After 15 years without a Golf GTI rival, long-time hot-hatch specialist Peugeot has hit back and hard with the 308 GTi. Should VW be worried?
WHAT IS IT?
Peugeot has strutted straight into Golf GTI territory with the 308 GTi, which brings two performance tunes, impressive efficiency, seriously uprated suspension, stronger brakes, and subtle yet menacing visual upgrades designed to shake up an extremely competitive class. The French brand once dominated the hot-hatch genre, so drivers ought to take notice.
WHY WE'RE TESTING IT
Peugeot has been out of the C-segment hot-hatch loop for far too long. The introduction of two 308 GTi variants – base 250 from $44,990 and honed 270 for $5K more – puts the Sochaux brand smack into Golf GTI and Megane RS 265 territory. With fond memories of scorching 306 GTi-6s carving up corners with racy grace, we’ve been waiting for far-too long for this to happen.
Ford Focus ST, Holden Astra VXR, Renault Megane RS 265, Subaru WRX, Volkswagen Golf GTI
THE WHEELS VERDICT
LIKE a washed-up star making a comeback, the return of the Golf-sized Peugeot hot hatch has attracted more than its fair share of cynics, especially as the 308 GTi’s price and on-paper spec seem a little way off the class leaders. But the French Lion has historic form in this sphere, and while only a comparison would reveal whether the GTi rules its domain, the fact a comparison would be needed reveals how tantalisingly close Peugeot is in shaking the segment status quo to its core. For performance, pace, handling, poise, roadholding, ride, and refinement, the flagship 308 – especially in top 270 guise – is deeply impressive.
PLUS:Steering, handling, poise, performance, ride, design, cabin, refinement, practicality, model choice
MINUS: Disappointing gear shift, silly anti-clockwise tacho, no manual handbrake, not much else
THE WHEELS REVIEW
WHEN the sun set on the thrilling 306 GTi-6 in 2001, so faded some of Peugeot’s soul. Without a Golf GTI rival, the lost decade that followed was a free kick for rivals and a kick between the legs for enthusiasts.
So any scepticism towards the 308 GTi is understandable, especially as it is down on capacity (1.6 versus 2.0 litres), up on price (10 percent over the Volkswagen equivalent), and lacking an auto option.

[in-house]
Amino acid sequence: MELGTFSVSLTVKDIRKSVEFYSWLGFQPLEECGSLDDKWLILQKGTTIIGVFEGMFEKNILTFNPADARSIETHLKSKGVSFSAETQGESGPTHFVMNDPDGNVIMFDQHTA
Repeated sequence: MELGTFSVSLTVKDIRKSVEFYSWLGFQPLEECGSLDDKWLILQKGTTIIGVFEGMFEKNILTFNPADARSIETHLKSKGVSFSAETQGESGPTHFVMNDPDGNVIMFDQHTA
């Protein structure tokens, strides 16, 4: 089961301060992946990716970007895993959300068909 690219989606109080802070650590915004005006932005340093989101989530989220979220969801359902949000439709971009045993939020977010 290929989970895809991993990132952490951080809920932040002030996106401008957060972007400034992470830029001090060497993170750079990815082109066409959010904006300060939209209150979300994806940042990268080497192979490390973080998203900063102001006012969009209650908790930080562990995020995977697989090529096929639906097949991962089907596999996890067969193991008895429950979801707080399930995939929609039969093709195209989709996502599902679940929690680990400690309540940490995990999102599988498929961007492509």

But upsetting the establishment defines the best hot-hatches, and herein lies the (other) Lion brand’s greatest opportunity to roar once more.
Case in point: France’s little-i GTi weighs 100kg less than Germany’s big-I GTI. The Peugeot even undercuts the Polo GTI by 29kg. So the 308’s 184kW, 1.6-litre 250 (for brake horsepower) boasts 152kW per tonne, while the 200kW 270 version manages a mighty 166kW/tonne, against just 123kW/tonne from the 162kW 2.0-litre Golf.
The upshot in the $44,990 250 is rapid off-the-line acceleration, which builds hastily as the revs soars towards the 7000rpm cut-out. Furthermore, selecting Sport mode is like choosing the red pill, with the Peugeot’s performance – complete with amplified exhaust – stepping up a notch.
Predictably, the $5K-extra 270 adds noticeably more muscle, especially up top, while Sport magnifies the sensation of speed and sound with maniacal fervour. It’s like jumping to warp – and from just 1.6 litres, remember. This GTi is feverishly fast.
Yet it’s the dynamic delicacy – courtesy of the latest 308’s brilliantly efficient EMP2 architecture – that is outstanding, from precise, measured, and intoxicatingly tactile steering, to the chassis’ control, which feels simultaneously planted and light-footed. Aided by the 270’s limited slip diff and terrific brakes, it devours corners. Yet the suspension – lower, firmer, and stronger, but essentially the same MacPherson struts/torsion beam set-up as in lesser 308s – can still ably soak up the rough stuff. No adaptive dampers required, even on 235/35ZR19s. Result? The GTi’s athleticism isn’t at the cost of comfort.
Downsides? Stand up, slightly notchy gear shift. It’s not terrible, but most rivals feel slicker. Pity, because, from the quality cabin and elegant dash to the cosseting sports seats and generous standard spec, the GTI’s classy interior mirrors the handsome exterior. Note, though, that the anti-clockwise tacho is plain wrong.
Minor aberrations aside, the 308 GTi has the alacrity and grace to darken the Golf GTI’s days. It’s as if Peugeot needed all 15 years to recapture the 306 GTI-6 spirit. The ultimate hot-hatch shootout looms…
Model: Peugeot 308 GTi 270
Engine: 1598cc 4cyl, dohc, 16v, turbo
Max power: 200kW @ 6000rpm
Max torque: 330Nm @ 1900-5500rpm
Transmission: 6-speed manual
Fuel economy: 6.0L/100km
On sale: Now
In the market for a new car? Check out Australia's Best Value Cars.
Sign up here to receive the latest round-up of Wheels news, reviews and video highlights straight to your inbox each week.
Want free access to 5 years of Wheels archive content? Sign up now!